Archive for the ‘At the coalface’ Category

428b Youth & ageby Don Franks

Below are some reflections on a recent short trip to China, nearly forty years since my first visit.

That two-week tour was a stunning experience, but, for several reasons, I never thought I’d ever revisit the country.

In 1976 I was, as now, a Marxist-minded person; back then, a Marxist greatly impressed by the Chinese Communist Party. From an initial gathering of just twelve comrades, the CPC had, in very tough conditions, grown into a powerful force, remaining intact after huge repression and massacre of its members. After incredible effort, the party’s goals of sweeping away feudalism and foreign imperialism were finally realised and in 1949 the CPC united the country under its leadership.

The national democratic revolution carried out by the party did not follow the model of the previous Russian revolution. Many of the CPC’s working class members had been killed in struggles against imperialists and local reactionaries. The party which took power was a largely militant peasant force led by intellectuals. That composition was to influence the party and country’s future.

Chairman Mao had died a couple of months before our 1976 trip took place. Roughly half the local population was wearing a black arm band in mourning for the dead leader.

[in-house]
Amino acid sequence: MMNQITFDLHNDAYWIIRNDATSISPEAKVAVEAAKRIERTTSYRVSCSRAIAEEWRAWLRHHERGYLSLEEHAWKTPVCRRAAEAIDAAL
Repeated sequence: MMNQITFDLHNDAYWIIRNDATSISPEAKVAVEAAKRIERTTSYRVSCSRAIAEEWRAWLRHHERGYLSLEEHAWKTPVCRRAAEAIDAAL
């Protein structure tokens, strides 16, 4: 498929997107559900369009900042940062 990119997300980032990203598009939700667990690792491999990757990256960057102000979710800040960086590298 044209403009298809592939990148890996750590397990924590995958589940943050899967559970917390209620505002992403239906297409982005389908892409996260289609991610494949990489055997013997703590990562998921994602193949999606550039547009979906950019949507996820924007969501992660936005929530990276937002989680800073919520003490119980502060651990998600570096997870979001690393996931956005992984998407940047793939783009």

We visited several cities, factories, kindergartens, an army base, a hospital and a couple of neighborhood communities. At each site we went to there would be a sit-down for green tea, cigarettes and a ‘brief introduction’. That meant a talk of at least one hour about the history of the workplace we were visiting, its output and its attention to the current campaign of the Communist Party. We then had a question and answer session, followed by a meal.

The people we met were friendly, happy looking and very attentive to our our well-being. They spoke with enthusiasm about their goals and projects and showed much interest in overseas revolutionary movements. We sang old union songs with our interpreters while traveling along in the bus. It was a jolly time and most inspiring to be at what seemed to be the forefront of an international revolutionary movement of the working class.